This is the time, said Lambo, to break down silos, build new teams and heal our broken and fragmented healthcare system. The industry would need the broad participation of multiple stakeholders – the government, the academic institutions, the regulatory bodies, professional societies and researchers – in driving collaboration among healthcare professionals.

Lambo who repeatedly expressed excitement at the new disposition towards interprofessional collaboration, also expressed a wish to be part of the collaboration-building drive, going forward.

The Nigeria Medical Association which was represented by Dr. Umar Sanda, expressed satisfaction not only with the theme of the symposium but also its intent. Indeed, said the chairman, a health summit with a similar objective was organised by the NMA only recently. Going forward, he added, the NMA would adopt a cross-sectoral approach and involve other health professions in organising its health summits which are themed around interprofessional collaboration.

Other views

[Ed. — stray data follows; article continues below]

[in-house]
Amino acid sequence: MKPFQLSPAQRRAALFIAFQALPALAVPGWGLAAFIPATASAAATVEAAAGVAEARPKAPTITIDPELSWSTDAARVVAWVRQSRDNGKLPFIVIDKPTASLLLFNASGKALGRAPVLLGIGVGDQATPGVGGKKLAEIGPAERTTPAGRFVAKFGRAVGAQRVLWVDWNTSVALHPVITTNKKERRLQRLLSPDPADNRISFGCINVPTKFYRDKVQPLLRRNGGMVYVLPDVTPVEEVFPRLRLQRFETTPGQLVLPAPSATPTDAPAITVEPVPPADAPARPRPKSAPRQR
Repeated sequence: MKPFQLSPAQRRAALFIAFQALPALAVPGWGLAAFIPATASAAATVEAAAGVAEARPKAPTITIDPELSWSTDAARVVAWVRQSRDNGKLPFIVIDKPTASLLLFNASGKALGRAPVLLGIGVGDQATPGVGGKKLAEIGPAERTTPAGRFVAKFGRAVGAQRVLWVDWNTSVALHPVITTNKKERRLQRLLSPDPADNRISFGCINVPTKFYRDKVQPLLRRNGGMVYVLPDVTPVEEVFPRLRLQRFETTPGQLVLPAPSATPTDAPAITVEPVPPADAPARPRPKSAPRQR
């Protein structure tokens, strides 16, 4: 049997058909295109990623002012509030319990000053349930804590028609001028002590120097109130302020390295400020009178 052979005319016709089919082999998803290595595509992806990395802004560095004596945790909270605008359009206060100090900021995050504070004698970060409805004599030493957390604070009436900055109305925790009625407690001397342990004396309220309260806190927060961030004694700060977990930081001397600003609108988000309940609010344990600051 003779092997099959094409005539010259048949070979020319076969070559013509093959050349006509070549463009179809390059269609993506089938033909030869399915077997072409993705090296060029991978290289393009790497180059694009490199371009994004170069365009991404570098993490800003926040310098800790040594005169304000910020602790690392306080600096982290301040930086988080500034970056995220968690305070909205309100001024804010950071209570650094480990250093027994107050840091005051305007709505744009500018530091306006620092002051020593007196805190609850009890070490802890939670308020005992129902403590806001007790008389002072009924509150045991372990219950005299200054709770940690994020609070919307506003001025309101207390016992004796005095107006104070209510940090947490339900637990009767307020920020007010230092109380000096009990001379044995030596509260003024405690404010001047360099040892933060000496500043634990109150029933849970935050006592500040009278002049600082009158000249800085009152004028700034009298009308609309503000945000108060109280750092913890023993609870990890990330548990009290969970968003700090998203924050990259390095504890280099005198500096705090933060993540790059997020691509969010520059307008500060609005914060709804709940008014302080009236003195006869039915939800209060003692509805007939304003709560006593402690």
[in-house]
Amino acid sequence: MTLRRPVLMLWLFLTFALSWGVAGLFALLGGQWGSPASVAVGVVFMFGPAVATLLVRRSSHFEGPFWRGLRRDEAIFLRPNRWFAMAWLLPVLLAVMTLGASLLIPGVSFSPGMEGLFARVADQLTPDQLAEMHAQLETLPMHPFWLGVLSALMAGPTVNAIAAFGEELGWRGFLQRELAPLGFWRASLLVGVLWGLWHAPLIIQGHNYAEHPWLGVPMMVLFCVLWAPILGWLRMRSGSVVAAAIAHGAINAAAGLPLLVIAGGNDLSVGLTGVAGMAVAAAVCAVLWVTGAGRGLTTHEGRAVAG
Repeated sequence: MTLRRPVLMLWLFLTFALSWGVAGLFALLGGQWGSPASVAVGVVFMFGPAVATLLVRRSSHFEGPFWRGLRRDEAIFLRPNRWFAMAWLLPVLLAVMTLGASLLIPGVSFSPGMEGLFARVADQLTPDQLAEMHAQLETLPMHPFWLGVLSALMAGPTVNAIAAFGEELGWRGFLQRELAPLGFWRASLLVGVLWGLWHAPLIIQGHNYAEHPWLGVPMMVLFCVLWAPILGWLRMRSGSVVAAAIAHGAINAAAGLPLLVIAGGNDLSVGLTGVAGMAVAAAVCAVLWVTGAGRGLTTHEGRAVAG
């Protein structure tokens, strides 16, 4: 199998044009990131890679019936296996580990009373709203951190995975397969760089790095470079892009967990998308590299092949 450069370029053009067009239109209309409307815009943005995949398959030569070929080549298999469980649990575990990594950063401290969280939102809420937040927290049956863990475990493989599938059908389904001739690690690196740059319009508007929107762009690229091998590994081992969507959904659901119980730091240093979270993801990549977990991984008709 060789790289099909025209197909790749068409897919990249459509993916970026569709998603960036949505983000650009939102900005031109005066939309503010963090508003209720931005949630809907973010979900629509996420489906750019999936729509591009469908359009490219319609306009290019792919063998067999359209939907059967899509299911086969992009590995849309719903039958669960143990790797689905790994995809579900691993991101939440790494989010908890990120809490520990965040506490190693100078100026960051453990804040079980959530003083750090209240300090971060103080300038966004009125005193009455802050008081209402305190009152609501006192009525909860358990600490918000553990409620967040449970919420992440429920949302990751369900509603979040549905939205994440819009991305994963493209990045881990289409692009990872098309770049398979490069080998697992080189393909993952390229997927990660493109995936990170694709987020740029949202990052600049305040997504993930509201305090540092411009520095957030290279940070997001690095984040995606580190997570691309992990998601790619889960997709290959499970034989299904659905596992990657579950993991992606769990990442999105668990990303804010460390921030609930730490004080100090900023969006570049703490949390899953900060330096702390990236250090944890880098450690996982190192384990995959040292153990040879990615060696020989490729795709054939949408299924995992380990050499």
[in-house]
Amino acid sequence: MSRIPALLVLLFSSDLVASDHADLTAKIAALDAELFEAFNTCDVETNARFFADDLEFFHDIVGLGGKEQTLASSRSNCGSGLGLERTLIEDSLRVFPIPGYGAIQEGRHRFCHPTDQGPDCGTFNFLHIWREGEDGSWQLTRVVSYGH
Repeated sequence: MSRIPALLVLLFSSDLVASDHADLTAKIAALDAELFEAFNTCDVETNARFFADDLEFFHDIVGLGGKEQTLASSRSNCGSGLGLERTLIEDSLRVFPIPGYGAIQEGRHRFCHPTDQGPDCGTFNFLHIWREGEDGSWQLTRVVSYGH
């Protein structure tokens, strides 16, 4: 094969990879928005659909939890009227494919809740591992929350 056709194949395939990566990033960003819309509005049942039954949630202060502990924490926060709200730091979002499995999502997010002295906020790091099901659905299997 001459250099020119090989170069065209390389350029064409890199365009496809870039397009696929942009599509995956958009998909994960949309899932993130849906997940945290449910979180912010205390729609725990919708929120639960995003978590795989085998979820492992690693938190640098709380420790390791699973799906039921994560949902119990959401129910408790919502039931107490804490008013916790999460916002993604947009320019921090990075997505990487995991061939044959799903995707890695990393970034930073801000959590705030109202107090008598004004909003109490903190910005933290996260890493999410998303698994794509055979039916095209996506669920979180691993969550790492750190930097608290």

A former Vice Chancellor of the Ambrose Alli University, Ekpoma in Edo State, Professor Dennis Agbonlahor, a renowned medical laboratory scientist was also one of the speakers. He extolled the value of collaboration in healthcare, adding that the practise of healthcare continues to evolve daily and exhorting practitioners to live up to the reality of this fact. Indeed, he illustrated the value of collaboration with a recent health incident in Benin-City where health professionals had become baffled with the seeming lack of response of a disease condition to a drug, Imipenem despite the disease being shown to be susceptible to the drug in the laboratory. He added that it was only after a consultant pharmacist informed the team that Imipenem would only be effective when combined with another drug, Cilastin, that the jinx was broken. This is the beauty of collaboration, he reiterated.